The horrific Paris terrorist attacks will test already-fragile global markets on Monday, especially in Europe, whose shaky economy is still attempting to recover from a series of debt crises and the far-reaching implications of the 2008 financial crisis.
Continue Reading Below
The terrorist attacks struck across Paris and its suburbs Friday evening, leaving more than 100 dead. It was the worst terrorist incident in Europe since the Madrid train station was bombed in March 2004, leaving at least 129 people dead.
In the U.S., investors kept a close eye on European markets, which rebounded after an initial fall. Meanwhile, the domestic economic calendar next week is highlighted by the minutes from the Federal Reserve’s October meeting as well as an array of economic data focusing notably on inflation and housing.
The minutes, due out Wednesday at 2 p.m. ET, will be closely analyzed not for what happened last month but for what may happen next month. For various reasons almost no one thought the Fed would raise rates at the October meeting. Not least was because Fed Chair Janet Yellen wasn’t scheduled to hold a press conference after the October statement was released.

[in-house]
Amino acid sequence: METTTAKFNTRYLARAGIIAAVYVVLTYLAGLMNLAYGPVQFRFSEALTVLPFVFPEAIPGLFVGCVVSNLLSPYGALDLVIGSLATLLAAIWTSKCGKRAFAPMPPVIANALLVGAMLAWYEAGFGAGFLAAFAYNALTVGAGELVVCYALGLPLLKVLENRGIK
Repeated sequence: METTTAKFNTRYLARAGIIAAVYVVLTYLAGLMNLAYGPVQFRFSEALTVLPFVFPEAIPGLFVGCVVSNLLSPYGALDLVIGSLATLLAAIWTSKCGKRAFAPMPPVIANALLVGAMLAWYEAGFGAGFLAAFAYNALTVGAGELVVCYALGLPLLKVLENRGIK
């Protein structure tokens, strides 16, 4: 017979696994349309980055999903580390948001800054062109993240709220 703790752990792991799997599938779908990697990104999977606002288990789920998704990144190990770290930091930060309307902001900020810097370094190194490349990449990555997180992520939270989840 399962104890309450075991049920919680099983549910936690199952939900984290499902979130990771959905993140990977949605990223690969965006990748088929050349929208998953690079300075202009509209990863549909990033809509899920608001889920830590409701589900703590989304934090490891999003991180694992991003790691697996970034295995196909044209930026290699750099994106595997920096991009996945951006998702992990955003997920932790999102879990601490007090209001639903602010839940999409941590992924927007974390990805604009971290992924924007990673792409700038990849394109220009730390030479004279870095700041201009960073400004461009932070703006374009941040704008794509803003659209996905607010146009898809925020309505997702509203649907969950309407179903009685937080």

A lot of people now believe the Fed will raise rates at its December meeting. Yellen has a press conference scheduled which will allow her time to explain the decision in further detail. Also, numerous Fed officials have suggested economic conditions have improved since late summer and now justify the rate hike.
In any case, the October minutes will be parsed for any clues that might offer further evidence that central bankers are leaning toward a December liftoff.
Continue Reading Below
While everyone else is watching the Fed, the Fed will be watching the Consumer Price Index, out on Tuesday. The CPI is a key gauge of inflation as it measures the price changes month-over-month (and year-over-year) to a basket of goods commonly purchased by consumers.
Inflation (or lack thereof) has been the key economic indicator fueling Fed officials’ reluctance to raise interest rates. Despite strong job growth and a declining headline unemployment rate, U.S. wages haven’t risen accordingly, which has held inflation well below the Fed’s 2% target range.
Fed officials, who have repeatedly claimed inflation will eventually start climbing toward their target, will be looking for evidence of that Tuesday with the release of the CPI numbers.
A report on housing starts is out Wednesday. Like much of the U.S. economy, the housing sector has been slowly recovering in fits and starts. This report is important because it affects not only the housing sector, but also the important construction and labor sectors as well.